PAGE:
The longer a television show stays on the air, the more likely that its characters will turn into a family. Old foes warm up to each other, and an in-house bad guy – even one as menacing as say, Deadwood's Al Swearengen – can't sustain his threat, and starts to slump into a prickly father-figure. When Joss Whedon's latest venture, Dollhouse, aired its finale last Friday, we saw a cast of characters who started as ciphers, naifs and villains, but who melted into a family unit. It's a natural comfort zone.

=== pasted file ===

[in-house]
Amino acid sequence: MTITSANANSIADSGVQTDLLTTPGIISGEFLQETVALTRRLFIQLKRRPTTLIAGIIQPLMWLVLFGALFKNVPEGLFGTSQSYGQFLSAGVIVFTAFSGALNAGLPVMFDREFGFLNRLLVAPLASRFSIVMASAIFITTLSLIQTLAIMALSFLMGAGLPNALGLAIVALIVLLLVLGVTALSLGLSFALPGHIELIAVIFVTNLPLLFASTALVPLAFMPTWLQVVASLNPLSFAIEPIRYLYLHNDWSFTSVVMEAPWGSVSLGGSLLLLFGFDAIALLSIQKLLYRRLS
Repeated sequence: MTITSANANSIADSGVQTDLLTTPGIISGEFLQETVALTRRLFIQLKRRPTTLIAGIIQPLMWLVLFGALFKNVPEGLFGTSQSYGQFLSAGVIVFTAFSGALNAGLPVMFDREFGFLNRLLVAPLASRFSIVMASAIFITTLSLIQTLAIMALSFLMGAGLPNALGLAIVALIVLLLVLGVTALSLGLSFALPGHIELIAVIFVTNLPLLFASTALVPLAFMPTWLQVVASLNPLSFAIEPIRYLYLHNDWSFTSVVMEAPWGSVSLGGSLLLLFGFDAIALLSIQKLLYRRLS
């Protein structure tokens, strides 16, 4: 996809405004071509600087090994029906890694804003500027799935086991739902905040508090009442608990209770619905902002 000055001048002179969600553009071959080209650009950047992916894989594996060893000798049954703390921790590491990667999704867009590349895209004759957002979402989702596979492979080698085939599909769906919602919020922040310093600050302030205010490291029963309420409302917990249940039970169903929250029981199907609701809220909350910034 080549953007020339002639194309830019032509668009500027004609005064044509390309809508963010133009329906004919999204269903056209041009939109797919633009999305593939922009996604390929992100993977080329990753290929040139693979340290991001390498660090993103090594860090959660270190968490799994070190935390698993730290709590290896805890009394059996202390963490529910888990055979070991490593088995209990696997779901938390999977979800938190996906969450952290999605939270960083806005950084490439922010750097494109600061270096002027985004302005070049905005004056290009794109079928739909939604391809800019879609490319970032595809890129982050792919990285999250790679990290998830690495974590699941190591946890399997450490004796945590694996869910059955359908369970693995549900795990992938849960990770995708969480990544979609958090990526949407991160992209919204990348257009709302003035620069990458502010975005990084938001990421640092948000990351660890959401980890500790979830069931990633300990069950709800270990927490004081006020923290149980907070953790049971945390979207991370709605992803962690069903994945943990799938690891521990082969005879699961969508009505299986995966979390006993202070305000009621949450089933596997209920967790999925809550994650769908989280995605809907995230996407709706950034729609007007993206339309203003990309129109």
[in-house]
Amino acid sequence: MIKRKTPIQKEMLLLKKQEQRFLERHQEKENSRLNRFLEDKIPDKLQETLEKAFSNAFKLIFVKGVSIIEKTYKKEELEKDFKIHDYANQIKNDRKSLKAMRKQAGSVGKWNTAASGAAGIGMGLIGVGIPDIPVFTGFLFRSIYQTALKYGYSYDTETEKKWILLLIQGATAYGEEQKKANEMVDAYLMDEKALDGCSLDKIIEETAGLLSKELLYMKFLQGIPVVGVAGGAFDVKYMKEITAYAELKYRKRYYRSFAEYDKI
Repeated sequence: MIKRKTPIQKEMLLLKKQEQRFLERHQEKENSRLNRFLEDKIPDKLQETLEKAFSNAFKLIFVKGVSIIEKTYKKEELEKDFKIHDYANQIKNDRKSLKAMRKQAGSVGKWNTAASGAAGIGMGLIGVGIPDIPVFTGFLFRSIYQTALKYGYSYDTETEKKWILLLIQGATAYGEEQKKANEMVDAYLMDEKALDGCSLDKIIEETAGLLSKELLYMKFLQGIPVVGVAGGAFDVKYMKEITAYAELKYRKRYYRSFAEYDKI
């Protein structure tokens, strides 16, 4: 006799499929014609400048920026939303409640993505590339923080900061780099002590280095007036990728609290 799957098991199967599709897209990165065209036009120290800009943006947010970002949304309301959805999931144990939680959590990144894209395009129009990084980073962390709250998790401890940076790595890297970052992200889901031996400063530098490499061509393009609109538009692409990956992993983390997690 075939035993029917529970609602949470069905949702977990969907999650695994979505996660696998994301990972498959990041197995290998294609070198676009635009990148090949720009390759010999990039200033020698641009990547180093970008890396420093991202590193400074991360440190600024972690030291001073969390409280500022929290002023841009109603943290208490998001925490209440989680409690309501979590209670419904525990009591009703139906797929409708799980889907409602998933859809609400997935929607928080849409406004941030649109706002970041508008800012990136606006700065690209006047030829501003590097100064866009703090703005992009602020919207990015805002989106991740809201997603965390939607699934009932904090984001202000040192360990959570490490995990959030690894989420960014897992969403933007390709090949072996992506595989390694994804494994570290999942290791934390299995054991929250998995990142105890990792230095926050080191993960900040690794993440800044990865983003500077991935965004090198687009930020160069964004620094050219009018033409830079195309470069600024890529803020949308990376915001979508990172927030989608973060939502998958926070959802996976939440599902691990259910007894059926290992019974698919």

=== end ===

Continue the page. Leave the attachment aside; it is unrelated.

Mass Effect 2 works the same way. As much as the game bills itself as a fight "for the lost" and the fate of humanity, the real story is about you and your sidekicks on the Normandy: space may be vast, the future may be scary, but at least they've still got each other.